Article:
President Obama made an unexpected appearance in the White House briefing room on Friday to comment on the result of the George Zimmerman trial. In a somber and reflective tone, he made some of his most profound — and likely controversial — comments on race since he was first elected president in 2008.
The president sent his condolences to the Martin family, then commended the judge and jurors who decided that Zimmerman was not guilty of murdering 17-year-old Trayvon Martin. After stating that he respected the verdict, he added, “But I did want to just talk a little bit about context and how people have responded to it and how people are feeling.”
For the president, the feelings around the case are obviously personal.
“When Trayvon Martin was first shot, I said this ‘could’ve been my son,'” he said. “Another way of saying that is, a Trayvon Martin could’ve been me 35 years ago.”
He tried to place this in a context that he, as the first African-American president, can uniquely express.
“There are very few African-American men in this country who haven’t had the experience of being followed when they were shopping in a department store,” he said. “That includes me.”
Showing a subtle command of the nuance surrounding the discussion of the case, he explained that African-Americans understood that Martin was statistically more likely to be shot by one of his peers.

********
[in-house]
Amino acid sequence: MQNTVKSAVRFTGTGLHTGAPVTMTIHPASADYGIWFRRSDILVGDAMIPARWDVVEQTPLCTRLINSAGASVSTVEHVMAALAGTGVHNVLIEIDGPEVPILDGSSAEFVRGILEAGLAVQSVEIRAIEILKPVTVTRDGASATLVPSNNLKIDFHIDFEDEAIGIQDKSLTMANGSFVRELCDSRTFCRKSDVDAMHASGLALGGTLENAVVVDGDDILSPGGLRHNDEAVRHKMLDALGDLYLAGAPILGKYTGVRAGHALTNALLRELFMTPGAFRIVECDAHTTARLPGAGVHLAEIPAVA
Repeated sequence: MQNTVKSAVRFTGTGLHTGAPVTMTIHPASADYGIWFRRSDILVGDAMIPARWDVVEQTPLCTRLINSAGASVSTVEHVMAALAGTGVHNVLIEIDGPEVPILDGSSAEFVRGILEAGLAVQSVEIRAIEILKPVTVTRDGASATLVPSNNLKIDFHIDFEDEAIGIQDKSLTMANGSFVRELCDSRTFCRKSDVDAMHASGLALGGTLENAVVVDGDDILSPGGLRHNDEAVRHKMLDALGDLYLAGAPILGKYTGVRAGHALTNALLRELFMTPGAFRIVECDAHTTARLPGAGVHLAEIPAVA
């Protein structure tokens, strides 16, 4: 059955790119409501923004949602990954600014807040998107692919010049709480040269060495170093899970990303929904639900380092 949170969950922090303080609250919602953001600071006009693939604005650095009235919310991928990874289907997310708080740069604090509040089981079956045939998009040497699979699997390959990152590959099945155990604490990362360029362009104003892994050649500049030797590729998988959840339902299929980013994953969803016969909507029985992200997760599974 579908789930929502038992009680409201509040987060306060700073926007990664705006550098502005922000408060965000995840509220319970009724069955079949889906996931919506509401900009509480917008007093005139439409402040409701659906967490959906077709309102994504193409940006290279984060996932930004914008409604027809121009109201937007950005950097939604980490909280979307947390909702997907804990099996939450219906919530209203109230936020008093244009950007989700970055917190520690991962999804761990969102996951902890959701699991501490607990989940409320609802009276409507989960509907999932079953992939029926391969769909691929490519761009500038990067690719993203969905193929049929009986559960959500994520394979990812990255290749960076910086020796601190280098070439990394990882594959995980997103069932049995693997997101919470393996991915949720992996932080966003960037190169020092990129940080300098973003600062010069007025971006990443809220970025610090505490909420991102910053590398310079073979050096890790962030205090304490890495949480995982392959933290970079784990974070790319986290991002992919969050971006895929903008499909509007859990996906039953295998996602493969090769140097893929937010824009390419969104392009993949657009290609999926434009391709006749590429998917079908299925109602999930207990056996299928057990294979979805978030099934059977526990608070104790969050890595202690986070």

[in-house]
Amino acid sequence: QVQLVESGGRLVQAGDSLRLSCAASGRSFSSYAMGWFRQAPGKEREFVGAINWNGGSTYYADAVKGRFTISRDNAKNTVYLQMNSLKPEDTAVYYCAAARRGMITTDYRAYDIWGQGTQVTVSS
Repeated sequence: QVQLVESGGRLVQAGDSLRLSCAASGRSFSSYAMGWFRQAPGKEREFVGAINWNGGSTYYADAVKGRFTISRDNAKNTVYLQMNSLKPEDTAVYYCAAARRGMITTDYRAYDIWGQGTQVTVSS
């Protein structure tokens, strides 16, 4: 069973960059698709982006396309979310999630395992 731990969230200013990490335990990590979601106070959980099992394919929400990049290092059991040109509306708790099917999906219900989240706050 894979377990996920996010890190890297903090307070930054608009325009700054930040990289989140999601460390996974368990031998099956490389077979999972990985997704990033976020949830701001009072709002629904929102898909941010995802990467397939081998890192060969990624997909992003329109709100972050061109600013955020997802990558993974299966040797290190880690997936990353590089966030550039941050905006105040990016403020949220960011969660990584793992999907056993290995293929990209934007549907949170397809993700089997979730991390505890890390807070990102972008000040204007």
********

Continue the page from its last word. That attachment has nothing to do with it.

“A lot of African-American boys are painted with a broad brush. And the excuse is given that, well, there are these statistics out there that show African-American boys are more violent, using that as an excuse to then see sons treated differently causes pain.”
The president asked Americans to think about the role race played in the application of justice.
“Folks understand the challenges that exist for African-American boys,” he said. “But they get frustrated that they feel that there’s no context for them, that that context is being denied. And that all contributes to a sense that if a white male teen was involved in the same kind of scenario, that from top to bottom both the outcome and the aftermath might have been different.”
Obama pointed out that conservatives believe that the “Stand Your Ground” law played no role in the Zimmerman case, despite clear evidence that it did, but he echoed his attorney general Eric Holder in calling for a review of these laws.
“If Trayvon Martin was of age and was armed, could he have stood his ground on that sidewalk?” he asked. “If the answer to that question is at least ambiguous, then it seems to me that we should examine those laws.”